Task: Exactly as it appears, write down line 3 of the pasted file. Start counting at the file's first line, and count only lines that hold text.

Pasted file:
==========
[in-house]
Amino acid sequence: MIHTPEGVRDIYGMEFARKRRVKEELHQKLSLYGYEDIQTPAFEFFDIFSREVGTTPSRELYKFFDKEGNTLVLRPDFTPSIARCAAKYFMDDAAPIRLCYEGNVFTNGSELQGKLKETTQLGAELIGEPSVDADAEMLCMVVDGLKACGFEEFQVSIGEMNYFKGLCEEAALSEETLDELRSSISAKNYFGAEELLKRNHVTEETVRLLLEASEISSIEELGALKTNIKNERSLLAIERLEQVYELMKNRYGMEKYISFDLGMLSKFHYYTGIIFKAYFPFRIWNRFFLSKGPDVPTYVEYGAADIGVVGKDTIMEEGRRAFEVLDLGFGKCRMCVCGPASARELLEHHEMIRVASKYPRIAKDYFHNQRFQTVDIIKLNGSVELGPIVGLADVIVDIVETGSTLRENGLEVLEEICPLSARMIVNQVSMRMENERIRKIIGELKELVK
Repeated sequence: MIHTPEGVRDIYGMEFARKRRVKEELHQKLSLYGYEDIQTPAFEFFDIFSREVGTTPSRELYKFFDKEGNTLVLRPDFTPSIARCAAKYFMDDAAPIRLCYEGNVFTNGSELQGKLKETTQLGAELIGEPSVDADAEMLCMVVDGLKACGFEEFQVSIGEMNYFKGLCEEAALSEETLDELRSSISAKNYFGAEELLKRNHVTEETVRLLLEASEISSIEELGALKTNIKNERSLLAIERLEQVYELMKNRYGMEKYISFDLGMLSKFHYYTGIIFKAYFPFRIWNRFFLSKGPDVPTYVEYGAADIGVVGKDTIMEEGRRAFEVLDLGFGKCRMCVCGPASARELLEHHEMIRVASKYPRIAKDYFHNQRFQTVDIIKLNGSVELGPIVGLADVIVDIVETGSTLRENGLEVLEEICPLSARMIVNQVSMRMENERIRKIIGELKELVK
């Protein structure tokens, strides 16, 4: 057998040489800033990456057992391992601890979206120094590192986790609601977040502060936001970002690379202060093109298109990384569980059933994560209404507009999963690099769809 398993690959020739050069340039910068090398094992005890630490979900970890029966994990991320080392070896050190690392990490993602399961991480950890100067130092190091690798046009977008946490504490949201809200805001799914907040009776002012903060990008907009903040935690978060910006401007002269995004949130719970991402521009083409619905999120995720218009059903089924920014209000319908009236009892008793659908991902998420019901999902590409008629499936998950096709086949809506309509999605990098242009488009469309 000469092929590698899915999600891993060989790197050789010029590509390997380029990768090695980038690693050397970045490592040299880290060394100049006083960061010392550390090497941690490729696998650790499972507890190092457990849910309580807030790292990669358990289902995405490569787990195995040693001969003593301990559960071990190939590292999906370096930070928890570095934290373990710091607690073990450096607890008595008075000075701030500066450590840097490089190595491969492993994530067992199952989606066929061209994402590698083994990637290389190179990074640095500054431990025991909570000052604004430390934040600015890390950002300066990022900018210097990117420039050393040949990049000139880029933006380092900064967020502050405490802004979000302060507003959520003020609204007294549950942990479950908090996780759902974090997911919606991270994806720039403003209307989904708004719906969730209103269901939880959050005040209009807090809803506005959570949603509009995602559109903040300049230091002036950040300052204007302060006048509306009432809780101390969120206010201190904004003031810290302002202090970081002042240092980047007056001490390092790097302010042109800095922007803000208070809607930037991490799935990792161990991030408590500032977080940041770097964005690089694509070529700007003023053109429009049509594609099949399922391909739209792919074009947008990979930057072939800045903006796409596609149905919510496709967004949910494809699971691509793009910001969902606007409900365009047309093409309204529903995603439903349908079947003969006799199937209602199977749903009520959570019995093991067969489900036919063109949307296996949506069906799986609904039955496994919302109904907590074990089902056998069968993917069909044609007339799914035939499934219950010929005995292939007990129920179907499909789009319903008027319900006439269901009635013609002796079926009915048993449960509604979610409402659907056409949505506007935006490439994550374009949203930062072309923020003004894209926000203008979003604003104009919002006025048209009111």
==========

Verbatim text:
Repeated sequence: MIHTPEGVRDIYGMEFARKRRVKEELHQKLSLYGYEDIQTPAFEFFDIFSREVGTTPSRELYKFFDKEGNTLVLRPDFTPSIARCAAKYFMDDAAPIRLCYEGNVFTNGSELQGKLKETTQLGAELIGEPSVDADAEMLCMVVDGLKACGFEEFQVSIGEMNYFKGLCEEAALSEETLDELRSSISAKNYFGAEELLKRNHVTEETVRLLLEASEISSIEELGALKTNIKNERSLLAIERLEQVYELMKNRYGMEKYISFDLGMLSKFHYYTGIIFKAYFPFRIWNRFFLSKGPDVPTYVEYGAADIGVVGKDTIMEEGRRAFEVLDLGFGKCRMCVCGPASARELLEHHEMIRVASKYPRIAKDYFHNQRFQTVDIIKLNGSVELGPIVGLADVIVDIVETGSTLRENGLEVLEEICPLSARMIVNQVSMRMENERIRKIIGELKELVK